Halifax has raised its age limit for mortgage borrowers by five years to 80 in a further sign of the financial pressure on homeowners as property prices continue to rise.
The move by Britain’s biggest mortgage lender means that a 55-year-old customer could take out a 25-year loan and repay the loan before his or her 80th birthday.
However, Halifax says that any borrowing beyond retirement age will require proof of retirement income.
Workers are no longer compelled to retire at the age of 65 and the state pension age will rise to 67 for both men and women between 2026 and 2028.
By catering to those whose family can stump up a down payment on a house, the bank is widening the home owning divide.
Simon Collins, of mortgage broker John Charcol, said: “This is a very under-served area of the market, but I think they could have gone even further. It would be nice if we did see some others following suit, and maybe even edge up to 85.
“Lenders have come under a lot of pressure from the regulator over this. These are very low-risk borrowers with excellent track records with credit scores – why wouldn’t you want to lend to them?”
Halifax said: “As demographics and working habits continue to change, we continually review our products and policies to ensure they reflect the evolving needs of our customers, including those who wish to continue working longer.”
The UK already has almost 12 million people aged over 65 and a growing number of lenders have been aiming mortgages at this group.
Hodge Lifetime is offering the 55+ mortgage that is only available to applicants over that age, with 85 as a cut-off age for applications.
The property must be in England or Wales and be worth between £170,000 and £1m. The minimum loan is £20,000 and the maximum £500,000, although the highest loan-to-value ratio is 60%.
Epsom-based National Counties building society will consider applicants up to age 89 but will not take into account employment income beyond 70. Its deals include a five-year fixed rate mortgage at 3.29%.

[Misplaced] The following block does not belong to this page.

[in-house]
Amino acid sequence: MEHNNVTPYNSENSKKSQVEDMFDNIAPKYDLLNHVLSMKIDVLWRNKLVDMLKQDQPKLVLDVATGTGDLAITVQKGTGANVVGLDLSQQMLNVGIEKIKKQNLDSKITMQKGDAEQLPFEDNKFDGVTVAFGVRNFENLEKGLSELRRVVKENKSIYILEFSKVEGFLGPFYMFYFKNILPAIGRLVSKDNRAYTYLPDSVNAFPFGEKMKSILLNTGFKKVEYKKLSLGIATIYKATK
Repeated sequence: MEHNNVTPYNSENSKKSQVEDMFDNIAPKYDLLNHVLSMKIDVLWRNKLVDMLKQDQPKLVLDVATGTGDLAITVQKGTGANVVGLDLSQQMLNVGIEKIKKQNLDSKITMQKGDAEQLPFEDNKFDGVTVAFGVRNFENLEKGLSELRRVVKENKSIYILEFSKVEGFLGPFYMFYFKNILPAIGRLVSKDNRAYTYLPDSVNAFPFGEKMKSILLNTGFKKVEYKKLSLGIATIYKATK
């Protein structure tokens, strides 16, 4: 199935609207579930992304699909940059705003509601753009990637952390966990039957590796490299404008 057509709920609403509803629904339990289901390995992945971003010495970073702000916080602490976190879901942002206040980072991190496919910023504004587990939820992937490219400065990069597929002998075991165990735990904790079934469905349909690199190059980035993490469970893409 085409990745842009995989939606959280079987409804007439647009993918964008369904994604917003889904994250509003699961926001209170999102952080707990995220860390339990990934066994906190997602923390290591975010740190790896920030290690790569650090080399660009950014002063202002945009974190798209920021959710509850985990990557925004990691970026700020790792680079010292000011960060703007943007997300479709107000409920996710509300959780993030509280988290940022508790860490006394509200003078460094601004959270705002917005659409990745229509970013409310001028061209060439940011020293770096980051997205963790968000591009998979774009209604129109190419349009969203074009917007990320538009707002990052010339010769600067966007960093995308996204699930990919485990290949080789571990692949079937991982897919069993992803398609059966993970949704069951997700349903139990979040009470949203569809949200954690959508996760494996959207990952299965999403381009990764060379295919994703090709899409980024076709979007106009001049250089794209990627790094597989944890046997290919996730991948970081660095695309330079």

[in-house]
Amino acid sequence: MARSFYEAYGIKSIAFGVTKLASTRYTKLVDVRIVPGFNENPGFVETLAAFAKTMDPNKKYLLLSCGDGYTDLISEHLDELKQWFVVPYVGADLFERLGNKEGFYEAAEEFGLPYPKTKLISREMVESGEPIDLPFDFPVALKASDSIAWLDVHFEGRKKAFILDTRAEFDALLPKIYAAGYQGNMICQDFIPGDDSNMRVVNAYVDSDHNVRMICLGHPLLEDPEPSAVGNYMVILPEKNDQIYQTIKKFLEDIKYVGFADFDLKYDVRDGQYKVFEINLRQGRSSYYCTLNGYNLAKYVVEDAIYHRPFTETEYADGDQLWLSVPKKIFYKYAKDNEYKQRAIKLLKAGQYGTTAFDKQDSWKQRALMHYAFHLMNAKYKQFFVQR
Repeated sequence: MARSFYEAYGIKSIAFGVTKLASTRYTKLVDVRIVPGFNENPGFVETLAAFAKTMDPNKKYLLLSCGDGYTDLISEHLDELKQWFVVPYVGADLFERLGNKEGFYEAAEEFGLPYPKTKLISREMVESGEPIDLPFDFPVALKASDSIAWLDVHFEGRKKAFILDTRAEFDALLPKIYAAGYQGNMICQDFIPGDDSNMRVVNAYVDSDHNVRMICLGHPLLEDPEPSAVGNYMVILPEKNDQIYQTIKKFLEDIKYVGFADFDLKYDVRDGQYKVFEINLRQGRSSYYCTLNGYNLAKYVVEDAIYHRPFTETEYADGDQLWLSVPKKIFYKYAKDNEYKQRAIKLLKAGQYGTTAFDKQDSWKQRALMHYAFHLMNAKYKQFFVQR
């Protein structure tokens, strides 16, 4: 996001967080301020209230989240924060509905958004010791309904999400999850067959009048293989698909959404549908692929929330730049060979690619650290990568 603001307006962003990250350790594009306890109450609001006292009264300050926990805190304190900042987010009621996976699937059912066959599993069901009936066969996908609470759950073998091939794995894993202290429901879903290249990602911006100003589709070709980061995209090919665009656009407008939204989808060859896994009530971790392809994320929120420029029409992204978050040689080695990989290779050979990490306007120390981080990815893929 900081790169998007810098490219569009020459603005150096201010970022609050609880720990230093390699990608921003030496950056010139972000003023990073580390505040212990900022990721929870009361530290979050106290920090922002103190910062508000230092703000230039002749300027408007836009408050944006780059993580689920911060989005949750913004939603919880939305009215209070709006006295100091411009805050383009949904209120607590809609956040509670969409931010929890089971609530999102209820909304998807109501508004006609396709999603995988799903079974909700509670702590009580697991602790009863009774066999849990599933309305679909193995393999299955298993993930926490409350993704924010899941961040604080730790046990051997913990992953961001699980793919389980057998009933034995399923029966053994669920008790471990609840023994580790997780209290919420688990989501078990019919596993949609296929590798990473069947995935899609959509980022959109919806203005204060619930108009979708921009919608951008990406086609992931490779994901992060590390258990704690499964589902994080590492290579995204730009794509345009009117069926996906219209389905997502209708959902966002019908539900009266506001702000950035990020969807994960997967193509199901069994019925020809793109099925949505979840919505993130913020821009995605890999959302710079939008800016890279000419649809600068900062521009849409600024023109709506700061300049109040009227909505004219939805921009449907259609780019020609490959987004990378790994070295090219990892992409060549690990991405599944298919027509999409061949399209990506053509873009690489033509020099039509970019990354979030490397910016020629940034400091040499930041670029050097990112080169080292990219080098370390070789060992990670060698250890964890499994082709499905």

However, most mainstream lenders still have far lower age limits. Barclays and RBS have an age limit of 70 for their mortgages, while HSBC, Nationwide and Santander impose a cut-off at 75.
Mortgage lending surged 64% to £17.1bn in March – the highest figure since April 2008, just before the financial crash struck – as buy-to-let speculators and second-home buyers rushed to beat an increase in stamp duty, according to the British Bankers’ Association.
Mortgage borrowing remains at historically ultra-low levels, with the average two-year fix falling from 2.97% to 2.55% in the past 12 months, while the average five-year fixed rate dropped from 3.53% to 3.19% over the same period, according to Moneyfacts.
Yes Yes Yes! This is good news but let us consider for one minute that Halifax had an age 67 years’ limit without proving retirement income was the lowest age limit out there with the main stream lenders.
The fact that Halifax has come into line with main stream is of no surprise and in real terms it means that proof of retirement is only required after age 70 so, Halifax has extended it max lending age by 3 years.
I see this time and time again. Banks look at the FCA rules, make an overzealous procedure, tell all the brokers that everyone will follow suit and guess what??? The lender caves and follows the heard. Classic for this is Virgin Money and affordability. After years of telling brokers that all lenders will follow their pre-set stringent affordability criteria this year they change tac and follow the rest of the lenders. Why? Because they are not competitive, brokers stop using them and they lose money.